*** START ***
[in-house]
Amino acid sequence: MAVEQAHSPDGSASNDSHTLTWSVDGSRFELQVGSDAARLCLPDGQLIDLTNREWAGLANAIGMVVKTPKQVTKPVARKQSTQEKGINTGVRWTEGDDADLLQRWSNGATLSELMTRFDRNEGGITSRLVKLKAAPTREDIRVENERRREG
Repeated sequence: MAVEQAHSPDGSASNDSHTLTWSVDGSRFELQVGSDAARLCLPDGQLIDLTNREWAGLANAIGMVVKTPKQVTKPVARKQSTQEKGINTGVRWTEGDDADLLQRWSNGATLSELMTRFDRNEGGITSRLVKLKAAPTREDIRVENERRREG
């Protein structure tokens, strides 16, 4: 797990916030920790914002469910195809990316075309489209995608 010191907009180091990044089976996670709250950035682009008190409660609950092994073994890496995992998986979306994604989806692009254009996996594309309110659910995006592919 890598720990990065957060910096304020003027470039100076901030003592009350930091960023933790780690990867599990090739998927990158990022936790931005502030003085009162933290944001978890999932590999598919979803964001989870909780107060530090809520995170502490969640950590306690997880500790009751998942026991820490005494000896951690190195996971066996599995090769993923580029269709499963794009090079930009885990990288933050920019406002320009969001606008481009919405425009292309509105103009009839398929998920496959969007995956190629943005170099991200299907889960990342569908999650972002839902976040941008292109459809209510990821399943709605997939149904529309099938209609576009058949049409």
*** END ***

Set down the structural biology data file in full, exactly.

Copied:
[in-house]
Amino acid sequence: MAVEQAHSPDGSASNDSHTLTWSVDGSRFELQVGSDAARLCLPDGQLIDLTNREWAGLANAIGMVVKTPKQVTKPVARKQSTQEKGINTGVRWTEGDDADLLQRWSNGATLSELMTRFDRNEGGITSRLVKLKAAPTREDIRVENERRREG
Repeated sequence: MAVEQAHSPDGSASNDSHTLTWSVDGSRFELQVGSDAARLCLPDGQLIDLTNREWAGLANAIGMVVKTPKQVTKPVARKQSTQEKGINTGVRWTEGDDADLLQRWSNGATLSELMTRFDRNEGGITSRLVKLKAAPTREDIRVENERRREG
């Protein structure tokens, strides 16, 4: 797990916030920790914002469910195809990316075309489209995608 010191907009180091990044089976996670709250950035682009008190409660609950092994073994890496995992998986979306994604989806692009254009996996594309309110659910995006592919 890598720990990065957060910096304020003027470039100076901030003592009350930091960023933790780690990867599990090739998927990158990022936790931005502030003085009162933290944001978890999932590999598919979803964001989870909780107060530090809520995170502490969640950590306690997880500790009751998942026991820490005494000896951690190195996971066996599995090769993923580029269709499963794009090079930009885990990288933050920019406002320009969001606008481009919405425009292309509105103009009839398929998920496959969007995956190629943005170099991200299907889960990342569908999650972002839902976040941008292109459809209510990821399943709605997939149904529309099938209609576009058949049409």